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tThis post, again, begins with Pinterest. I follow a few vegetarian cooking boards and they’ve actually helped me add a couple new recipes into my rotation. With the cooking rut I’m in (all creative powers being demanded elsewhere) I can use all the inspiration I can get!

My stomach growled at me as I read the recipe for Butternut Squash and Coconut Milk Rice, which blogger Tartelette says is modified from a recipe in Cooking Light 2002.

I present my further modifications here.

The first problem I ran into with making this was that it required I cook rice on the stove. I have never had to cook rice on the stove – why would anyone make something so mushy when they have perfectly functional rice cooker?* But I went ahead and did as the recipe said, boiling my rice with coconut milk and vegetable broth in one pot while cooking the onions and then the squash in another.

The end result was tasty and had a lot of potential, but took too long, ended up too mushy, and made too many pots dirty. And the squash took far longer than 10 minutes to reach an edible texture.

As I thought through the process, I realized that the one rice dish I don’t make in my rice cooker – baked mushroom risotto** – might provide an improvement to this one. That recipe uses the oven to cook the rice, rather than the stovetop, and produces rice that isn’t too mushy or stuck to the bottom of the pot.

So, with slight modifications due to ingredients I couldn’t find and flavors which the original recipe lacked, here’s my approach:

Ingredients
1 cup vegetable broth/water
1 cup coconut milk
1 cup short grain brown rice (I used organic brown rice, but I imagine other short grain or even basmati would work well. Arborio rice requires a lot more liquid, however, so be aware of that if that’s what you use.)
olive oil
1 cup chopped onion
2 cloves garlic, crushed
2 cups cubed peeled butternut squash (although I imagine carrots might work, or perhaps other squashes)
1/2 tsp. dried thyme
salt & pepper (at least 1/2 tsp. salt, although probably more, and at least 1/2 tsp. pepper)
1 1/2 cups cooked black beans
zest and juice of one lime

Heat the oven to 300°F.

In an oven safe pot over medium heat, sauté onion, in enough olive oil, until nearly translucent and soft – add garlic and sauté another minute or so. Add cubed squash and keep stirring until squash starts to soften – 5 minutes or so. Add thyme, salt, pepper, and black beans. Stir until mixed well.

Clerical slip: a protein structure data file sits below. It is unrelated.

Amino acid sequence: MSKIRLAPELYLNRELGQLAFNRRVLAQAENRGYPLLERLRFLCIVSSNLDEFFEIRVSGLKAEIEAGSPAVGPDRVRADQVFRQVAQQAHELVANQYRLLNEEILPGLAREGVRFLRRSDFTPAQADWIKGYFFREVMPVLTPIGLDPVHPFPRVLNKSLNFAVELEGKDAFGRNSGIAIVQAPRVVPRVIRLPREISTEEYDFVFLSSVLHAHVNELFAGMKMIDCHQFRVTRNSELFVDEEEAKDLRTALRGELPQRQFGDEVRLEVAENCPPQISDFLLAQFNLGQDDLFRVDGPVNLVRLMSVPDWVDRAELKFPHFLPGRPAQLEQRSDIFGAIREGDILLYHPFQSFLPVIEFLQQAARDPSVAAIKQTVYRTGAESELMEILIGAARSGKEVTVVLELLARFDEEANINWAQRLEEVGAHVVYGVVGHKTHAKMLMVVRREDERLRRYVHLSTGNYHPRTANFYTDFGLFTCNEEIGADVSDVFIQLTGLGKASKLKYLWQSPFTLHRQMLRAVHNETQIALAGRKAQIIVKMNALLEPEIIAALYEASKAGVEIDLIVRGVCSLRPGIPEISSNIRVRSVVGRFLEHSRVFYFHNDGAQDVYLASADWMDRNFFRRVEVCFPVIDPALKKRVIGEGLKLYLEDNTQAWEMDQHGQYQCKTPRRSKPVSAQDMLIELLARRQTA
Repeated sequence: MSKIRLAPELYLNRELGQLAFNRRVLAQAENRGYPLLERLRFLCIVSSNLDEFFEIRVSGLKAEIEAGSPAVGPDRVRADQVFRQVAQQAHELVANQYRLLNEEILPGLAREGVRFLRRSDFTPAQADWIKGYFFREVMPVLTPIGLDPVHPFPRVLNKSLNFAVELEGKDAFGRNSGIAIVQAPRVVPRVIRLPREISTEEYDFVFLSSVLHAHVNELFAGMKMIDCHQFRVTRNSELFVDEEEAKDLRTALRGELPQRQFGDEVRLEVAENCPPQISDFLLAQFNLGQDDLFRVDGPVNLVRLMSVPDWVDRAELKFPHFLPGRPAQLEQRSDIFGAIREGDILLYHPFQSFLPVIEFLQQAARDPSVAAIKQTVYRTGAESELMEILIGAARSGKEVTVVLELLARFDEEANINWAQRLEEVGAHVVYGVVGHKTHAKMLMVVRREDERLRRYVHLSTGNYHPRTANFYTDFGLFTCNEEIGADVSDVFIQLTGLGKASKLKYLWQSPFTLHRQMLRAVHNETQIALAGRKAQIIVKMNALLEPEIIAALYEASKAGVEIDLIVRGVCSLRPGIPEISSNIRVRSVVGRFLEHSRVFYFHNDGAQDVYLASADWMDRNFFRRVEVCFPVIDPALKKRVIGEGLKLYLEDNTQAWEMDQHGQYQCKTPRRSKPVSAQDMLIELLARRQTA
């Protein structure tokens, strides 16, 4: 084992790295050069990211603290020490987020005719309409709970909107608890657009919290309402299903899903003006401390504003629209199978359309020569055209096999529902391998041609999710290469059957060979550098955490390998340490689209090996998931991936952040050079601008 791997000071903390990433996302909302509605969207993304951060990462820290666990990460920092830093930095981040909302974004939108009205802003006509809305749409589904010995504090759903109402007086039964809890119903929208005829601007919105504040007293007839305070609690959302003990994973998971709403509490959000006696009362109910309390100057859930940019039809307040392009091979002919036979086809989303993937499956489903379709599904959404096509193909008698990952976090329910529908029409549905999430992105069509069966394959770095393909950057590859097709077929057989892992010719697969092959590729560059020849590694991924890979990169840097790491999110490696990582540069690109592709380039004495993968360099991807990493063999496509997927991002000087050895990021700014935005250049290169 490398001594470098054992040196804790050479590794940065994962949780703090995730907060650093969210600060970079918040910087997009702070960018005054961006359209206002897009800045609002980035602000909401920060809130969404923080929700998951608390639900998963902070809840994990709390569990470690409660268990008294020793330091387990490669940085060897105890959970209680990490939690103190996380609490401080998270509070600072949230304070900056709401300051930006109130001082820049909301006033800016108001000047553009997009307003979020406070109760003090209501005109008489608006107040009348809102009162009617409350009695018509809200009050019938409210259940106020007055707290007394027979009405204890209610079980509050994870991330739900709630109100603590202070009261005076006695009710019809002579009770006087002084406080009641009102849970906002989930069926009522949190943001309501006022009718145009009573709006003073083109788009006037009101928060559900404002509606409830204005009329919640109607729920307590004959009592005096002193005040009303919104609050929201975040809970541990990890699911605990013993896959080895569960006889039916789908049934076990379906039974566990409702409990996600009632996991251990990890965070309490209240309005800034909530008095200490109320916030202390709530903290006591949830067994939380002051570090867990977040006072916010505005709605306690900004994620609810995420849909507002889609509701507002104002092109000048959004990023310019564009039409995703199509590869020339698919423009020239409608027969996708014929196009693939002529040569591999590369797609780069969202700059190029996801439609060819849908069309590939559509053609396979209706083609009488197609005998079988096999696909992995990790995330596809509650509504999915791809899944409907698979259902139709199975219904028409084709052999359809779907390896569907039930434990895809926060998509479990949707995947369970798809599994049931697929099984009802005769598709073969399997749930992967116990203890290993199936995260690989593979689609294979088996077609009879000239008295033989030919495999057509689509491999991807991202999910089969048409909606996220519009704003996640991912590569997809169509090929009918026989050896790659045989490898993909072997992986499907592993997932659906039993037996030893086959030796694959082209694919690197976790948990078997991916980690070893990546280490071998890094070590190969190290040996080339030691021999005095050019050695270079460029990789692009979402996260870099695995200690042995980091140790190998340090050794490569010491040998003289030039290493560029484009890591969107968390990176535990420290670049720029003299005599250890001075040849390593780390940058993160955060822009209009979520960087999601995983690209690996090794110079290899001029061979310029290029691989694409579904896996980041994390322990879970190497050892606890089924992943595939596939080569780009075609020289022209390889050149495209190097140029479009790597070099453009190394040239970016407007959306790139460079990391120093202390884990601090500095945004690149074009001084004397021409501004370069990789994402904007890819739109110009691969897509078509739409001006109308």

Add 1 cup brown rice. Stir until thoroughly mixed, then add coconut milk and vegetable broth. If liquid doesn’t cover mixture, add a little more, but no more than 1/4 cup (unless you want to finish the mixture on the stove for 5-10 minutes after baking).

Bring to a boil, turn off heat, cover with oven safe lid. Put it in the oven to bake for 35 minutes.

(The documentation with my cookware says it can can stand up to an hour at 350F, so I know 35 minutes at 300F is no problem. I recommend checking the specifications on your pots before using them in the oven.)

After 35 minutes, carefully remove from the oven. Let it stand uncovered for 5 minutes, or if a significant amount of liquid remains, place it over very low heat and stir to keep from sticking for about 5 minutes. Add the lime juice, and lime zest (if you really like lime!), and serve!

I’m still tweaking the recipe because it seems to be missing something, but I haven’t quite hit on what that might be. I’ll update here if I figure it out!

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*Ok, so my rice cooker isn’t actually perfectly functional. It takes about an hour to make rice but pops up to tell you it’s done after only 20 minutes. I have to pour more water into the bottom half and press the button down a second time, then leave it be after it pops up again before it will actually be cooked rice. This is a far cry better than my parents’ rice cooker, which will try to kill you if you don’t know how to use it correctly. I’ll take sloth over murder any day, thank you.

**Which is unbelievably delicious. I’m serious, I had no idea the first time I made it that it would become one of my favorite foods. If you’re at all curious, really, try it.

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